A good handle shouldn't pull out or break after just a few trips; it should remain intact and retain its strength, even under considerable weight. In our testing, the handles for all the cases proved to offer great resilience. Those that seemed to be the burliest include the REI Tourwinder and North Face Stratoliner. Handles that provide only one level of height and are thicker in construction don't wobble or jiggle at all, which is a good thing. Other models with telescoping abilities, like the Travelpro Magna, jiggle more and flex out under pressure, though sometimes the varying heights can be useful.
Traveling Up Stairs
One of the most damaging actions these bags are exposed to is being dragged up stairs, which bangs the backside of the case. If you're strong enough, it's ideal to just carry your luggage up the stairs, but if you prefer to drag it, look for cases with protective plastic bumpers that run from the wheel up the length of the case.
Cases like the REI Tourwinder and The North Face Stratoliner exhibit this feature, protecting both the stair and the back of the bag. Others, like the Copilot, have this feature, but it's made of a metal material that gets super scratched up. Still others have this bumper, but it doesn't extend down to the wheels, or across the entire back, leaving key areas exposed. Cases with oversized wheels also travel better up the stairs than those without.
While we evaluated all parts of reliability separately, we found the best bag overall in this category to be the Eagle Creek ORV. It has super burly outer materials with handles and wheels that are durable and easy to change out. If durable and reliable are what you seek, this is our favorite. Other well-built options include the Timbuk 2 Copilot, Away Large, North Face Stratoliner, Patagonia Black Hole, and REI Tourwinder. All have larger wheels that provide reliable travel and excellent water-resistant properties.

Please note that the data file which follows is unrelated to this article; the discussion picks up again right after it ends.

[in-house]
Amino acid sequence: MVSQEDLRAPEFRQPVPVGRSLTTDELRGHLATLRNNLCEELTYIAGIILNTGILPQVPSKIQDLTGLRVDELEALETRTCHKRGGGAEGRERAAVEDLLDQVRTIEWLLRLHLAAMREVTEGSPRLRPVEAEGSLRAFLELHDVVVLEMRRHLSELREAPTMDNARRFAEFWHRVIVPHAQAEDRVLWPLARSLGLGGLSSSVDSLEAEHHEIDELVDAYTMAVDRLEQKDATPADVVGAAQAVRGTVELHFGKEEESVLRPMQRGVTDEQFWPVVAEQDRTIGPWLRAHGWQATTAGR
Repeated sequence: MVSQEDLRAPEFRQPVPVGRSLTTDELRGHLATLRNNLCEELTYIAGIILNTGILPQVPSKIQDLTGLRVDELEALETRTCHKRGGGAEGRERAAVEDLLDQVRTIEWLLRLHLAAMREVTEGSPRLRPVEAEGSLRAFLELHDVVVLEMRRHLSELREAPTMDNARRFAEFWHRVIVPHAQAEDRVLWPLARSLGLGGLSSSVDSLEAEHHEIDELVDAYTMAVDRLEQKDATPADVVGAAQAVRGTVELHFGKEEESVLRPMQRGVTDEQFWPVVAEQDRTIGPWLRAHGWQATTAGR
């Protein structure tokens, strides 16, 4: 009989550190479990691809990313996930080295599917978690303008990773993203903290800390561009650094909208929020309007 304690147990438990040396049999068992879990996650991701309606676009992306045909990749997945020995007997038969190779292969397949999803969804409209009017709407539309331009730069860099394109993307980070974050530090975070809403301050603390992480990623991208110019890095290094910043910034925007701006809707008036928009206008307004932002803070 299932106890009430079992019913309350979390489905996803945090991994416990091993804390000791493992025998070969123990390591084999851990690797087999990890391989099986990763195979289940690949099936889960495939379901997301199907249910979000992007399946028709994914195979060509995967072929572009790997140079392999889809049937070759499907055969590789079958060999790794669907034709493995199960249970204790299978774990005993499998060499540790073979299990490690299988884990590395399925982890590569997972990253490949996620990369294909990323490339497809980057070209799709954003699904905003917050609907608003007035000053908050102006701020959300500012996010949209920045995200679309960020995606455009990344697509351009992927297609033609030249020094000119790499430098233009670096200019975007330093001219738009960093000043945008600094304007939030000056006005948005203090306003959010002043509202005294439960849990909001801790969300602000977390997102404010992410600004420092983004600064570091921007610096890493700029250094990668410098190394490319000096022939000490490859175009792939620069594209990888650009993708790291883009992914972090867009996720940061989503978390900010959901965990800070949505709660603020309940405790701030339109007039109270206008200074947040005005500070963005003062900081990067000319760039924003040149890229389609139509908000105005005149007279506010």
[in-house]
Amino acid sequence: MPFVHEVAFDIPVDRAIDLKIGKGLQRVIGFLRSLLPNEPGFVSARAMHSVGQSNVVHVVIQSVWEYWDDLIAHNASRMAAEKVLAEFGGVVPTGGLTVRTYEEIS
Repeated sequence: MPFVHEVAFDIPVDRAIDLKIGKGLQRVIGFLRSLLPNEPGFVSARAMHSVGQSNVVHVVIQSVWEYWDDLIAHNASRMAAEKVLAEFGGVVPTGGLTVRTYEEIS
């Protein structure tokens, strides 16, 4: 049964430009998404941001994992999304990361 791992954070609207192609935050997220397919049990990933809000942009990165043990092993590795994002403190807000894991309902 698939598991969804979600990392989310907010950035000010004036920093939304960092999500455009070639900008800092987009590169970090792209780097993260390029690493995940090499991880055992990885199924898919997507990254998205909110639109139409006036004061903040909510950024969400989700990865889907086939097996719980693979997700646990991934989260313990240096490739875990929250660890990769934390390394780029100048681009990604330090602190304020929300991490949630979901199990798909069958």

Storage & Organization
When considering storage and organization, we looked at the volume and organizational capacity of each option. To do this, we went on a lot of different trips! Each time, we would assess all our options, choose a suitcase, and then note why we chose that particular one. We packed each with both non-bulky items like regular clothing, dresses, and suits as well as bulkier things like ski boots, snow pants, and camping and climbing gear to see how each fared. Bags that offer either thoughtful organization or ample storage capacity scored higher in this category.
One of our favorites in this category is the Travelpro Magna 2, our Top Pick for Business Travel. It has just under 90-liters of storage and unique features such as a removable suit and dress holder. This is an excellent option for the frequent flyer who likes to easily see what's in their luggage.